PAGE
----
Sono Motors, the German solar-enhanced electric vehicle company, has developed a bus trailer topped with solar panels, which will be trailed in Munich shortly.

Developed in partnership with Munich’s public transport authority Münchner Verkehrsgesellschaft (MVG), the novel trailer incorporates 20 semi-flexible special photovoltaic (PV) modules, which can provide over 2,000 watts to power the vehicle’s battery and electrical loads such as heating, ventilation, air conditioning, and the trailer’s steering system.

According to Sono, the technology is suitable for integration into existing and new vehicles.
it offers an annual CO2 saving potential of more than 6.5 tonnes per bus, while providing additional passenger capacity.

“The partnership with MVG illustrates the enormous potential of our solar technology, which is being used for the first time on public transport. This is a milestone in Sono Motors’ mission to make every vehicle solar”, says Laurin Hahn, Sono Motors co-founder and CEO. “Especially in times of rising energy prices and increasing urban area emission regulations, our solar technology offers great added value for public transport operators.”

Sono estimates that for a medium-sized fleet of around 300 buses, the trailers could save around 2,000 tonnes of CO2 per year, and anticipates potential increases as both the solar cells and the power electronics become more efficient in the future.

The solar installation is optimised for vehicle integration using Sono’s proprietary power electronics. Millisecond optimisation of the multi-channel system is key to transferring photovoltaic yields to the bus battery.

Veit Bodenschatz, Managing Director and Head of Bus Division of the MVG says, “the photovoltaic system on our bus trailer now allows us to test under real conditions how well the power generation works and whether there are perhaps routes in our network that are better suited than others for this type of power generation. The question of what energy savings can be achieved by using solar energy are, of course, particularly exciting against the background of current fuel and energy prices”.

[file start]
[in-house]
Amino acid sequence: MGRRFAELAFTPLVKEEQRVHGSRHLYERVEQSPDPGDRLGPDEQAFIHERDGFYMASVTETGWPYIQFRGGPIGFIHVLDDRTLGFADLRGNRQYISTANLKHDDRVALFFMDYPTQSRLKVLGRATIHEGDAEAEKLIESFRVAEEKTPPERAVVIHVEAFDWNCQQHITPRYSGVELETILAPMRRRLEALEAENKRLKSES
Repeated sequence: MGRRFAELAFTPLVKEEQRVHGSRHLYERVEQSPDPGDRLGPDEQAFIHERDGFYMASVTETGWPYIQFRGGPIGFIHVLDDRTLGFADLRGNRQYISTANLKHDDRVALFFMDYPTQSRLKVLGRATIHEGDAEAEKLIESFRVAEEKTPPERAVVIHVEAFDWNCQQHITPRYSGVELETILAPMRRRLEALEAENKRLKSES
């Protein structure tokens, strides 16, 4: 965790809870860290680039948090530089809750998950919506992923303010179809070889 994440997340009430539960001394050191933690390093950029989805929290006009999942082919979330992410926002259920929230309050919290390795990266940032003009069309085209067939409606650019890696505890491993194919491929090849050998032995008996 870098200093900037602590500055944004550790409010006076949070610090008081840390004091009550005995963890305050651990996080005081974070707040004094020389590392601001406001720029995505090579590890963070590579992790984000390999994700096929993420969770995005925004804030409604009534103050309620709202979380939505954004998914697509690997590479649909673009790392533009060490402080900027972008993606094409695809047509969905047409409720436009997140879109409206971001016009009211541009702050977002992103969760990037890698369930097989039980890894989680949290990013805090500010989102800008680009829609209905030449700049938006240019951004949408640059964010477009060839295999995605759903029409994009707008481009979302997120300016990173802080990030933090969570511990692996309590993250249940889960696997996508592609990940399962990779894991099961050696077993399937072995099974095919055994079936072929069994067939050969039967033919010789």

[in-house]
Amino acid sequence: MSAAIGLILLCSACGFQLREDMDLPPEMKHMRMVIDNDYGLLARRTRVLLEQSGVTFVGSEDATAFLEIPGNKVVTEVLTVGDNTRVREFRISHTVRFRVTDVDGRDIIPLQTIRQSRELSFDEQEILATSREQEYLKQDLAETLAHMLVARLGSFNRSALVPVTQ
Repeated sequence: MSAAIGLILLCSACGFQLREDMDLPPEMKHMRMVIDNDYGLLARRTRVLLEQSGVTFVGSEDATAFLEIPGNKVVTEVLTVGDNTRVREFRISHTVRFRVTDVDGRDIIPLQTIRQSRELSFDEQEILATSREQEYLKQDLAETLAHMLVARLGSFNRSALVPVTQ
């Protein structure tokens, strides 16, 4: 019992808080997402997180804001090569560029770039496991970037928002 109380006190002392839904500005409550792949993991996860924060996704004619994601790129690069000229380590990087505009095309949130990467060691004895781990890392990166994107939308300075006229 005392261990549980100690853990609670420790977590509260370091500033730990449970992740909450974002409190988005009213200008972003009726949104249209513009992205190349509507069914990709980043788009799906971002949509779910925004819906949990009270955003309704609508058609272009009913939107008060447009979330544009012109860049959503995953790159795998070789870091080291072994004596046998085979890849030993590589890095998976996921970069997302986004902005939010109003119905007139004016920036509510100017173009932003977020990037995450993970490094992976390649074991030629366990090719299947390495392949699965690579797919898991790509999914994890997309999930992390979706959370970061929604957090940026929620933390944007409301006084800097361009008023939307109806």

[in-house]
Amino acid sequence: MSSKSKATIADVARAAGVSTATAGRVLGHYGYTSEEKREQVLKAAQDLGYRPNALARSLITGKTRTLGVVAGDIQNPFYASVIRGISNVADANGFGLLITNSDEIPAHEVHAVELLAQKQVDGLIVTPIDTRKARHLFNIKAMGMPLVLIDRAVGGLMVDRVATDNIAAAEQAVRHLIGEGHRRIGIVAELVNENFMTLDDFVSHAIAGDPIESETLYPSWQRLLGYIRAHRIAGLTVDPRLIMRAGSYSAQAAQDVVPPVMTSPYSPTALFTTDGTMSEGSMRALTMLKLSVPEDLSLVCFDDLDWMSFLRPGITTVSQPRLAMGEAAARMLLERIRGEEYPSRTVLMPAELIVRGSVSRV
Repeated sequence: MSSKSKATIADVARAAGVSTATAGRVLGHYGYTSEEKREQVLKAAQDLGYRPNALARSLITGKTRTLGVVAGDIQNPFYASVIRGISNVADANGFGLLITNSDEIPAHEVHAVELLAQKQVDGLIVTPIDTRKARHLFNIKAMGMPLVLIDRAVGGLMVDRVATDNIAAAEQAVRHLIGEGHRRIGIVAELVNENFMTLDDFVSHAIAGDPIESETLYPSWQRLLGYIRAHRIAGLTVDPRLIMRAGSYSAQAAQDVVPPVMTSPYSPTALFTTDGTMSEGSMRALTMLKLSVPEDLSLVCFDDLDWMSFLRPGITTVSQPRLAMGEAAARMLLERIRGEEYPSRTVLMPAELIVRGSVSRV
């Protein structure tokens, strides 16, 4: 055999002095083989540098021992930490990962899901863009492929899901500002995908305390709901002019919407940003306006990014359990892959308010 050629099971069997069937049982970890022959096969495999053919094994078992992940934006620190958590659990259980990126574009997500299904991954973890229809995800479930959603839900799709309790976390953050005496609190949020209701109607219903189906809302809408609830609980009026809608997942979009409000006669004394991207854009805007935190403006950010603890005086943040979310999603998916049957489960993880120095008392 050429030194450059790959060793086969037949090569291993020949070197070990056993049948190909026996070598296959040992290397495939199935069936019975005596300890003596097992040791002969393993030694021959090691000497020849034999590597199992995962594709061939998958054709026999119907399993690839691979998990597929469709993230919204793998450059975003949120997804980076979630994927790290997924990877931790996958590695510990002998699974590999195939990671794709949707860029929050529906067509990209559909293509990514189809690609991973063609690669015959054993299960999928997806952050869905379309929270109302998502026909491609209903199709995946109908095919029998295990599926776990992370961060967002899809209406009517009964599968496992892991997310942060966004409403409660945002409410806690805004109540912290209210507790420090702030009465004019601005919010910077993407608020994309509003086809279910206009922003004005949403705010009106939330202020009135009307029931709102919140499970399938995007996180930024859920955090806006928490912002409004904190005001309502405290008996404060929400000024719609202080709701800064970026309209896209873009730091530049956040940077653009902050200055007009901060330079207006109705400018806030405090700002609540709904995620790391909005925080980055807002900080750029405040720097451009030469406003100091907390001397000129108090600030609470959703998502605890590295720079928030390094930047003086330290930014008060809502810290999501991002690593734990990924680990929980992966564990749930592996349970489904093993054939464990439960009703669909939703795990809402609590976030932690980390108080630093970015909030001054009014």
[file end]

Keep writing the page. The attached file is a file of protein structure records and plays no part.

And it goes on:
Speaking at the pilot project’s launch, Munich Vice Mayor Katrin Habenschaden said,  “Transport still misses the climate protection targets by a very wide margin and has a direct impact on air quality in Munich. The solar buses can be a cornerstone in this urgently needed change towards climate-friendly mobility. I am convinced by the idea, as a lot of fuel can be saved here, and CO2 emissions can be significantly reduced. We are already working with MVG to completely convert our bus fleet to electric drives. Harnessing the power of the sun is of course even more sustainable and I hope that this pilot project will show that we can also extend the range of the e-buses using solar energy.”